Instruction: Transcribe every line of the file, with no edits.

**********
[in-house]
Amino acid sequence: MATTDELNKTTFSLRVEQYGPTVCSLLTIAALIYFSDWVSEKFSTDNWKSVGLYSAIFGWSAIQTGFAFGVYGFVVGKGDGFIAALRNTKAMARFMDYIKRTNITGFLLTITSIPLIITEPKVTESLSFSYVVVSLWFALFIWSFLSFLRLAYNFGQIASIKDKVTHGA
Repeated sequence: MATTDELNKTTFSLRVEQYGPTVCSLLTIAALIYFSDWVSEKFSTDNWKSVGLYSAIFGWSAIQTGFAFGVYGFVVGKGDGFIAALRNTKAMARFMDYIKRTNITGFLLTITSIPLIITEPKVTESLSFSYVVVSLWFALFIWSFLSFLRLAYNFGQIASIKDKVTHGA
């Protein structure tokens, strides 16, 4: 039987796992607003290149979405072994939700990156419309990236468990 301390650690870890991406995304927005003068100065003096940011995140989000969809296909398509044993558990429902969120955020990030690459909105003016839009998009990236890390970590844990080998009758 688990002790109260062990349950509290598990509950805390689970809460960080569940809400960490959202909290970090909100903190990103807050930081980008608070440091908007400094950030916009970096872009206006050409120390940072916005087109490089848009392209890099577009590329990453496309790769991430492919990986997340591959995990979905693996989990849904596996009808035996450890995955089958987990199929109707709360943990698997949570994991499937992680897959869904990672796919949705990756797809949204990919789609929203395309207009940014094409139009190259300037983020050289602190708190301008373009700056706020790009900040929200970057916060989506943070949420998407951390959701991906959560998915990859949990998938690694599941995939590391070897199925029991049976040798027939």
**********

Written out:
[in-house]
Amino acid sequence: MATTDELNKTTFSLRVEQYGPTVCSLLTIAALIYFSDWVSEKFSTDNWKSVGLYSAIFGWSAIQTGFAFGVYGFVVGKGDGFIAALRNTKAMARFMDYIKRTNITGFLLTITSIPLIITEPKVTESLSFSYVVVSLWFALFIWSFLSFLRLAYNFGQIASIKDKVTHGA
Repeated sequence: MATTDELNKTTFSLRVEQYGPTVCSLLTIAALIYFSDWVSEKFSTDNWKSVGLYSAIFGWSAIQTGFAFGVYGFVVGKGDGFIAALRNTKAMARFMDYIKRTNITGFLLTITSIPLIITEPKVTESLSFSYVVVSLWFALFIWSFLSFLRLAYNFGQIASIKDKVTHGA
């Protein structure tokens, strides 16, 4: 039987796992607003290149979405072994939700990156419309990236468990 301390650690870890991406995304927005003068100065003096940011995140989000969809296909398509044993558990429902969120955020990030690459909105003016839009998009990236890390970590844990080998009758 688990002790109260062990349950509290598990509950805390689970809460960080569940809400960490959202909290970090909100903190990103807050930081980008608070440091908007400094950030916009970096872009206006050409120390940072916005087109490089848009392209890099577009590329990453496309790769991430492919990986997340591959995990979905693996989990849904596996009808035996450890995955089958987990199929109707709360943990698997949570994991499937992680897959869904990672796919949705990756797809949204990919789609929203395309207009940014094409139009190259300037983020050289602190708190301008373009700056706020790009900040929200970057916060989506943070949420998407951390959701991906959560998915990859949990998938690694599941995939590391070897199925029991049976040798027939």